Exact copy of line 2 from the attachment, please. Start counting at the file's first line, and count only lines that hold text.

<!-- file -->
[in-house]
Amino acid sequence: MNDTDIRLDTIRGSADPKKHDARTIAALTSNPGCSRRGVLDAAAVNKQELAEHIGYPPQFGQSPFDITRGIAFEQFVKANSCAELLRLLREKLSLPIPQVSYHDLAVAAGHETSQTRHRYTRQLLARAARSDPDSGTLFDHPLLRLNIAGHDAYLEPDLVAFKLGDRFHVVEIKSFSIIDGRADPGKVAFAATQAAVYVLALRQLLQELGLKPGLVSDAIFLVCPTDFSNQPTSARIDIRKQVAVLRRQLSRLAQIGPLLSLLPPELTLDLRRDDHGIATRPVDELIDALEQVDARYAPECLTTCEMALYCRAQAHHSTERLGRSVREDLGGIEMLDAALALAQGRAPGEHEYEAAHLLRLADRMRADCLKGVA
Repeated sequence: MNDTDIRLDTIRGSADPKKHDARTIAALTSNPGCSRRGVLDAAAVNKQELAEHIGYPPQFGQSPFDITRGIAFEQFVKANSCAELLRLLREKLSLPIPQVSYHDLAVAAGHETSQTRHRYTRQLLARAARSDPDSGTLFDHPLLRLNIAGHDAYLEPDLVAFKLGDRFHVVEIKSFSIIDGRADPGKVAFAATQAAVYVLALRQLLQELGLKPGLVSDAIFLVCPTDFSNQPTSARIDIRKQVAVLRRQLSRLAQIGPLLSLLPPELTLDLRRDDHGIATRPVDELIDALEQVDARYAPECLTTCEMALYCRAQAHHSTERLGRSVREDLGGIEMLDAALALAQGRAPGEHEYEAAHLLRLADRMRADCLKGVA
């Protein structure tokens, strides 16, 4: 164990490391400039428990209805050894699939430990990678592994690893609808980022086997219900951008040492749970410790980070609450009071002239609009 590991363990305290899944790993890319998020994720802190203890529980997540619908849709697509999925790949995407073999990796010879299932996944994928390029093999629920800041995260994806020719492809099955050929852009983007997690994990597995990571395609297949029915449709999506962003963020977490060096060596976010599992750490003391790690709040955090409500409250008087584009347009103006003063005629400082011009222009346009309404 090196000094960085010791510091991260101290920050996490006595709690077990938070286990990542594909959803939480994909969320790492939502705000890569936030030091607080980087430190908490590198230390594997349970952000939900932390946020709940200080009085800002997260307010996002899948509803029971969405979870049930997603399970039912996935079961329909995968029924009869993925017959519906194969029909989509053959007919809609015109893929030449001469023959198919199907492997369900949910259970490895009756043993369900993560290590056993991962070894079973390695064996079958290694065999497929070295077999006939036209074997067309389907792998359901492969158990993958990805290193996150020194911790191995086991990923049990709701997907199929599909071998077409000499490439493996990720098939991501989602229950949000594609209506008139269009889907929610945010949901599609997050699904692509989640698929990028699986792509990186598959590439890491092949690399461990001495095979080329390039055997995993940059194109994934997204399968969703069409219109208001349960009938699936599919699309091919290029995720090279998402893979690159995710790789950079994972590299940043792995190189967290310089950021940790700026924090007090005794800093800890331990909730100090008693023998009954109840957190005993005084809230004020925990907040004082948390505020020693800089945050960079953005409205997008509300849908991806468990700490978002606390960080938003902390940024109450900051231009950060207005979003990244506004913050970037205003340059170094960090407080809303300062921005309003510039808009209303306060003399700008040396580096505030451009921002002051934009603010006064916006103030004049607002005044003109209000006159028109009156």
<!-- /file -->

Amino acid sequence: MNDTDIRLDTIRGSADPKKHDARTIAALTSNPGCSRRGVLDAAAVNKQELAEHIGYPPQFGQSPFDITRGIAFEQFVKANSCAELLRLLREKLSLPIPQVSYHDLAVAAGHETSQTRHRYTRQLLARAARSDPDSGTLFDHPLLRLNIAGHDAYLEPDLVAFKLGDRFHVVEIKSFSIIDGRADPGKVAFAATQAAVYVLALRQLLQELGLKPGLVSDAIFLVCPTDFSNQPTSARIDIRKQVAVLRRQLSRLAQIGPLLSLLPPELTLDLRRDDHGIATRPVDELIDALEQVDARYAPECLTTCEMALYCRAQAHHSTERLGRSVREDLGGIEMLDAALALAQGRAPGEHEYEAAHLLRLADRMRADCLKGVA